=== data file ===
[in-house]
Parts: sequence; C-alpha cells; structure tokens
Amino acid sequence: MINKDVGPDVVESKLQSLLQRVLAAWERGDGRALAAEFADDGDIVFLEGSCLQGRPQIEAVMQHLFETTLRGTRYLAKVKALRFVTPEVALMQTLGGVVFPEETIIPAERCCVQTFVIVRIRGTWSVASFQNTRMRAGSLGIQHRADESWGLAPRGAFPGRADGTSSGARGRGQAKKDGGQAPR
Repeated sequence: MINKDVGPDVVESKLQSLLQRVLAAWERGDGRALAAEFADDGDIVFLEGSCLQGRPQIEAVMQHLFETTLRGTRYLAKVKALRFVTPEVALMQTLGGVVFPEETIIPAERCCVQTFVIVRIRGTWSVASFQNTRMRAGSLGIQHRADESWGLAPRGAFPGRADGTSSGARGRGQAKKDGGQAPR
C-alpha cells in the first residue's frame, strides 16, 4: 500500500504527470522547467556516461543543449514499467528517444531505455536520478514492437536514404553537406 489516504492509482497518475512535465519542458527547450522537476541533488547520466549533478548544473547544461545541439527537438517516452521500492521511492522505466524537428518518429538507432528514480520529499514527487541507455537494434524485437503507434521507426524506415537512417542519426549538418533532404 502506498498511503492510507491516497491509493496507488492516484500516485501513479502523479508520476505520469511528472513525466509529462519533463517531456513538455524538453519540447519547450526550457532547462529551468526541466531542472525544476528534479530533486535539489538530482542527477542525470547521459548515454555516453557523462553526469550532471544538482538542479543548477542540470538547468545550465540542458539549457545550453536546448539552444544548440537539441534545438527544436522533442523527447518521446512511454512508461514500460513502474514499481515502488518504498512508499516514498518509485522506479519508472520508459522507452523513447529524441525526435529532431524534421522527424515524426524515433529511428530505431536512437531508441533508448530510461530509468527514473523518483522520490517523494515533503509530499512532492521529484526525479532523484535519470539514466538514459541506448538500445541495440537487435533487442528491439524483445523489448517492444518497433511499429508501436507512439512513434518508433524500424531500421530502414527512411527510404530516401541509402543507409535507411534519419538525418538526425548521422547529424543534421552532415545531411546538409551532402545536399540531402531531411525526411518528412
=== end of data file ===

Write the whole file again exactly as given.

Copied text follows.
[in-house]
Parts: sequence; C-alpha cells; structure tokens
Amino acid sequence: MINKDVGPDVVESKLQSLLQRVLAAWERGDGRALAAEFADDGDIVFLEGSCLQGRPQIEAVMQHLFETTLRGTRYLAKVKALRFVTPEVALMQTLGGVVFPEETIIPAERCCVQTFVIVRIRGTWSVASFQNTRMRAGSLGIQHRADESWGLAPRGAFPGRADGTSSGARGRGQAKKDGGQAPR
Repeated sequence: MINKDVGPDVVESKLQSLLQRVLAAWERGDGRALAAEFADDGDIVFLEGSCLQGRPQIEAVMQHLFETTLRGTRYLAKVKALRFVTPEVALMQTLGGVVFPEETIIPAERCCVQTFVIVRIRGTWSVASFQNTRMRAGSLGIQHRADESWGLAPRGAFPGRADGTSSGARGRGQAKKDGGQAPR
C-alpha cells in the first residue's frame, strides 16, 4: 500500500504527470522547467556516461543543449514499467528517444531505455536520478514492437536514404553537406 489516504492509482497518475512535465519542458527547450522537476541533488547520466549533478548544473547544461545541439527537438517516452521500492521511492522505466524537428518518429538507432528514480520529499514527487541507455537494434524485437503507434521507426524506415537512417542519426549538418533532404 502506498498511503492510507491516497491509493496507488492516484500516485501513479502523479508520476505520469511528472513525466509529462519533463517531456513538455524538453519540447519547450526550457532547462529551468526541466531542472525544476528534479530533486535539489538530482542527477542525470547521459548515454555516453557523462553526469550532471544538482538542479543548477542540470538547468545550465540542458539549457545550453536546448539552444544548440537539441534545438527544436522533442523527447518521446512511454512508461514500460513502474514499481515502488518504498512508499516514498518509485522506479519508472520508459522507452523513447529524441525526435529532431524534421522527424515524426524515433529511428530505431536512437531508441533508448530510461530509468527514473523518483522520490517523494515533503509530499512532492521529484526525479532523484535519470539514466538514459541506448538500445541495440537487435533487442528491439524483445523489448517492444518497433511499429508501436507512439512513434518508433524500424531500421530502414527512411527510404530516401541509402543507409535507411534519419538525418538526425548521422547529424543534421552532415545531411546538409551532402545536399540531402531531411525526411518528412